How to Get Your Dog to Behave Off Leash

How to use the “Premack principle” to teach your dog to check in with you when off leash.

Jolanta Benal, CPDT-KA, CBCC-KA
5-minute read
Episode #29

As you practice more often and in more and more places, your dog will learn to automatically focus on you when you’re about to let her off leash. And, once she’s off, she’ll check in frequently. You can still give her a food reward sometimes, but you can also toss a ball for her, or ask her to do a fun trick. Then encourage her to go explore.

How to Get Your Dog to Enjoy Being On Leash

Of course, sooner or later it’ll be time to leash up and go home. For many dogs, being on leash means the fun is over. But not so for your dog! You’ve taught her that being on leash almost always comes with the opportunity to go play again. Besides -- and here we’re straying away from the Premack principle a bit -- just because your dog’s on leash doesn’t mean you need to act like a stick in the mud. As you walk home or head back to your car, talk to your dog, give her a toy to carry, ask her to do tricks and reward her with scritches and treats. Being with you should never be any kind of a drag.

That’s all for this week – but, like your dog, I’ll be back. Visit me on Facebook. Comments and questions are welcome – e-mail dogtrainer@quickanddirtytips.com or call 206-600-5661. Thanks for listening!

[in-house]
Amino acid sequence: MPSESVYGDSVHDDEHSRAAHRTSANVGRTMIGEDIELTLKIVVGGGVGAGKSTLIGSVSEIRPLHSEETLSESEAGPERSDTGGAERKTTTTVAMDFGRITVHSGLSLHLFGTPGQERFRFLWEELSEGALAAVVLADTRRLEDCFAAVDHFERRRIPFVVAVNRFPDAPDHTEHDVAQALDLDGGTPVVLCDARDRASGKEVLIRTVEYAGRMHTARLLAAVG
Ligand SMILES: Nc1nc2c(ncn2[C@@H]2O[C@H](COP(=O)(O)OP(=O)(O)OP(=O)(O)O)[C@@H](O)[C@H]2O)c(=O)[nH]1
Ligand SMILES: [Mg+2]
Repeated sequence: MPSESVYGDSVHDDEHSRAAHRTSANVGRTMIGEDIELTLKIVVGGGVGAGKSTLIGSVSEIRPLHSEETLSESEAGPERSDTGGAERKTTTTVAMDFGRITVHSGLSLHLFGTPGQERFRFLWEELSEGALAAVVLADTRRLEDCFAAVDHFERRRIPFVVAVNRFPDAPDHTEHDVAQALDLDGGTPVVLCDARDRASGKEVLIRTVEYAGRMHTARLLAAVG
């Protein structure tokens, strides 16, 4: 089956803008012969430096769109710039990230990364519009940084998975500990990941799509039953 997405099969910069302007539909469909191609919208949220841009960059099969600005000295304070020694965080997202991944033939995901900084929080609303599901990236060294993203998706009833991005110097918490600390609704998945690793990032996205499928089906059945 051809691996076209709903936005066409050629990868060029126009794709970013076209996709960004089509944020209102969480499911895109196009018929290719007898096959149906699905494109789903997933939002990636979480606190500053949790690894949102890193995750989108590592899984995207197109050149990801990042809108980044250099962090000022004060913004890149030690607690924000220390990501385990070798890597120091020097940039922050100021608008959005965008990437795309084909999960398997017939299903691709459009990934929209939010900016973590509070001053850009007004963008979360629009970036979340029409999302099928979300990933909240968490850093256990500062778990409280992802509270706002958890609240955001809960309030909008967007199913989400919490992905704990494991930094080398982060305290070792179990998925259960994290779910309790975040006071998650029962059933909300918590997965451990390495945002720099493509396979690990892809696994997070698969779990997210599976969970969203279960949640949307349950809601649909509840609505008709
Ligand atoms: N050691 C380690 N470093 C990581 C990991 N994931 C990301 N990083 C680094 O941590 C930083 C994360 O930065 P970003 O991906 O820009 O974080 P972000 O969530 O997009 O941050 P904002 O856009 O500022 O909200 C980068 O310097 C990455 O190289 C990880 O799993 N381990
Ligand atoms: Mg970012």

In this YouTube video of the Premack principle being used to teach a dog to orient to her person when off leash, the trainer explains that she used a clicker to mark her dog’s attention to her.


The clicker sound is distinctive, which is a huge advantage. So that you can get started right away without any equipment, I substitute a happy “Yes!” in this and my other podcasts, but if you want to learn more about clicker training, I will cheer you on! www.clickertraining.com and www.clickersolutions.com are excellent sources of free information on this great technique.

Image courtesy of Shutterstock


About the Author

Jolanta Benal, CPDT-KA, CBCC-KA

Jolanta holds professional certifications in both training and behavior counseling and belongs to the Association of Professional Dog Trainers and the International Association of Animal Behavior Consultants. She also volunteered with Pet Help Partners, a program of the Humane Society of the United States that works to prevent pet relinquishment. Her approach is generally behaviorist (Pavlovian, Skinnerian and post-Skinnerian learning theory) with a big helping of ethology (animal behavior as observed in non-experimental settings).